Magaragensi rests on a piece of wood with her 2-year-old daughter on her lap. She and two of her neighbours have walked several kilometres to reach this point. Next to her is exactly what she came for: a stack of four neatly-packed mosquito bed nets.
The young mother of two is one of the beneficiaries of a mosquito net distribution held in Kyaruhanga, which is about 2km km from the centre of Ibanda Town, in Western Uganda . The distribution point was organized by health staff in coordination with community leaders.
Recently, people in Magaragensi’s region have grown worried after hearing about fever outbreaks in bordering districts. She decided to make the trek to get nets after hearing about the distribution from a neighbour.
Before receiving her nets, she and her daughter had to pass a quick malaria test – fortunately, it was negative for both of them. Despite the result, she says she cannot relax because of the stories she has heard of people who have been dying from strange fevers, including malaria and yellow fever.
“It is important to use mosquito nets because fevers are killing,” says Magaragensi. “In our village, fevers, dirty water and mosquitoes never stop.”
A persistent threat
Malaria is still one of the biggest killers in Uganda. Nearly half of under-five deaths are caused by the disease.
“Every year, more than 234 deaths occur in every 1,000 children from this illness caused by mosquito bites,” says Jane Muhwezi, a health worker. “The distribution of mosquito nets held in Western Region is part of the response actions to combat disease, developed by the Ministry of Health,” she says.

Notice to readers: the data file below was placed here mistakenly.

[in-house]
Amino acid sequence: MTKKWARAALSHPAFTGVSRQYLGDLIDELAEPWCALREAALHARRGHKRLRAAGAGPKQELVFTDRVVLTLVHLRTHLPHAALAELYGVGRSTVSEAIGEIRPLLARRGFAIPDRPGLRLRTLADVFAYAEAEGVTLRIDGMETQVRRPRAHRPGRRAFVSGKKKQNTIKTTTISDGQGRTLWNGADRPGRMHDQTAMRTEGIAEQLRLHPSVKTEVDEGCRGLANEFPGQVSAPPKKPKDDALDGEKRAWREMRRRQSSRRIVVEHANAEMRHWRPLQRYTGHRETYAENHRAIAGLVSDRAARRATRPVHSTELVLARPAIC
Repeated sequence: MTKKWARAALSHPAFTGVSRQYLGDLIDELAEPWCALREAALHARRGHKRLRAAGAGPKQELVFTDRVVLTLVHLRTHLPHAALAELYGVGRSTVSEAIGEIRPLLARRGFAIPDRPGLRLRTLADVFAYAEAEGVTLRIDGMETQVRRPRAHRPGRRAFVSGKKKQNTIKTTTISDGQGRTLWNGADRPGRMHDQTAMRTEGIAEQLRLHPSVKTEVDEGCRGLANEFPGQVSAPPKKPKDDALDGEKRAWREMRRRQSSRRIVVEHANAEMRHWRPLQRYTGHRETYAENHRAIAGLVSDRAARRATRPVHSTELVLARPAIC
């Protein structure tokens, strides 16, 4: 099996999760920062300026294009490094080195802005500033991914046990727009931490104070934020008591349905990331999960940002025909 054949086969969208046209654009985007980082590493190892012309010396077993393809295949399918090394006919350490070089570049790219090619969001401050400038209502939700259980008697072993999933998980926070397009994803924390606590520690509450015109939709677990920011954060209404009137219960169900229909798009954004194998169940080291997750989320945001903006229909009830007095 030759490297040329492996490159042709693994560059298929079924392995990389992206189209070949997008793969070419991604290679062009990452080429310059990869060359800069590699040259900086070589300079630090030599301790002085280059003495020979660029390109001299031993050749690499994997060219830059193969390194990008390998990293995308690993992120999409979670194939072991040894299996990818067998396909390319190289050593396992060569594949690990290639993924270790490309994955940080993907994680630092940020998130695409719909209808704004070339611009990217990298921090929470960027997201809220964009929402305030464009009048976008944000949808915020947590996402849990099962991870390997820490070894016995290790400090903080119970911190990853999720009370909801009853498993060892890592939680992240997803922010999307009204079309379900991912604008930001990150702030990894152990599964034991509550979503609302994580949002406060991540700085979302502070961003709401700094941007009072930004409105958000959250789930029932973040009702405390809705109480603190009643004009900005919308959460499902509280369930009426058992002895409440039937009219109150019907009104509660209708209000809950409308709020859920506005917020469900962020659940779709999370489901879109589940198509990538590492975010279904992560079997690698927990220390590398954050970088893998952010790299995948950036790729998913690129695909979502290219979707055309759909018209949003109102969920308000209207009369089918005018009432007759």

About 44,000 mosquito nets were distributed to 22,000 families in communities and health facilities in this district, thanks to the Ministry of Health.
Protecting children and pregnant women
On a visit to a health facility in Namuwongo, we meet Harriet, 19. She lives in this neighbourhood and studies at Kololo Secondary School in Central Division of Kampala Capital City Authority. Harriet has a 3-month-old girl and lives with her mother in a small one bedroom residence.
She first heard about the use of nets to prevent mosquito bites and malaria at her school. When she was pregnant, she also heard messages about malaria prevention from staff Namuwongo health centre close to her home. The post provides services to an estimated population of 2,000 people. Workers at the centre have been distributing mosquito nets to mothers with children under 5 years of age and pregnant women who come for outpatient consultations.
Recently, one of Harriet’s neighbours who had not been using mosquito nets contracted malaria. Harriet says the nets are very expensive for most of the families in her community, who are just peasant farmers. Instead, they prefer to use cheaper mosquito coils, which are burned to repel insects with their smoke. Elisa doesn’t like to use these coils because they make her cough and do not efficiently prevent mosquito bites and malaria.
“I will recommend friends and neighbours to sleep under mosquito nets because they prevent many diseases. Pregnant women and children should also use them,” she says.
Harriet has been sleeping under a mosquito net since last year, but it was not treated with insecticide when she was pregnant. “That’s why I am grateful to the health post staff who gave me a net treated with insecticide for me and my baby,” she says.
When we ask her what she will do if the donated net gets torn or worn out, she replies, “I would get money to buy a new one because using a net is good for my health.”
Staying inside the house is difficult for Harriet because of the heat, even at night. But she says that despite the high temperatures, she still uses her mosquito net – being uncomfortable is a small price to pay for avoiding malaria.